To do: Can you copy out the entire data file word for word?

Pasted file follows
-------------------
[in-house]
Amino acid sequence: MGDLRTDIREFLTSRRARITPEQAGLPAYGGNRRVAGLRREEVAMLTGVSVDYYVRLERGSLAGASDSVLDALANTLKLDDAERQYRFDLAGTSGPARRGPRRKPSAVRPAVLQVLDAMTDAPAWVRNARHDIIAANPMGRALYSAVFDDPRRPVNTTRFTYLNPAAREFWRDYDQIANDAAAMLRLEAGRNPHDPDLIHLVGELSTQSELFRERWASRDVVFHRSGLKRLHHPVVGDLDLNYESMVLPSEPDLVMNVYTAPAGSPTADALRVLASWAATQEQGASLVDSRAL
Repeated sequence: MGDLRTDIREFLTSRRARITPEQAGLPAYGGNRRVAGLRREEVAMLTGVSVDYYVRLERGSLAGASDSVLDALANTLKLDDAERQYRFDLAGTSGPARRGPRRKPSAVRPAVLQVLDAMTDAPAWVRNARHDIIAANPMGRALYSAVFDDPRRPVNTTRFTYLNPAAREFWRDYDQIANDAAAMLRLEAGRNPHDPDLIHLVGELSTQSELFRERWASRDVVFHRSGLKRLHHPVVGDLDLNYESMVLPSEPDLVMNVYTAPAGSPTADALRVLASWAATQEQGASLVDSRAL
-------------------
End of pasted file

[in-house]
Amino acid sequence: MGDLRTDIREFLTSRRARITPEQAGLPAYGGNRRVAGLRREEVAMLTGVSVDYYVRLERGSLAGASDSVLDALANTLKLDDAERQYRFDLAGTSGPARRGPRRKPSAVRPAVLQVLDAMTDAPAWVRNARHDIIAANPMGRALYSAVFDDPRRPVNTTRFTYLNPAAREFWRDYDQIANDAAAMLRLEAGRNPHDPDLIHLVGELSTQSELFRERWASRDVVFHRSGLKRLHHPVVGDLDLNYESMVLPSEPDLVMNVYTAPAGSPTADALRVLASWAATQEQGASLVDSRAL
Repeated sequence: MGDLRTDIREFLTSRRARITPEQAGLPAYGGNRRVAGLRREEVAMLTGVSVDYYVRLERGSLAGASDSVLDALANTLKLDDAERQYRFDLAGTSGPARRGPRRKPSAVRPAVLQVLDAMTDAPAWVRNARHDIIAANPMGRALYSAVFDDPRRPVNTTRFTYLNPAAREFWRDYDQIANDAAAMLRLEAGRNPHDPDLIHLVGELSTQSELFRERWASRDVVFHRSGLKRLHHPVVGDLDLNYESMVLPSEPDLVMNVYTAPAGSPTADALRVLASWAATQEQGASLVDSRAL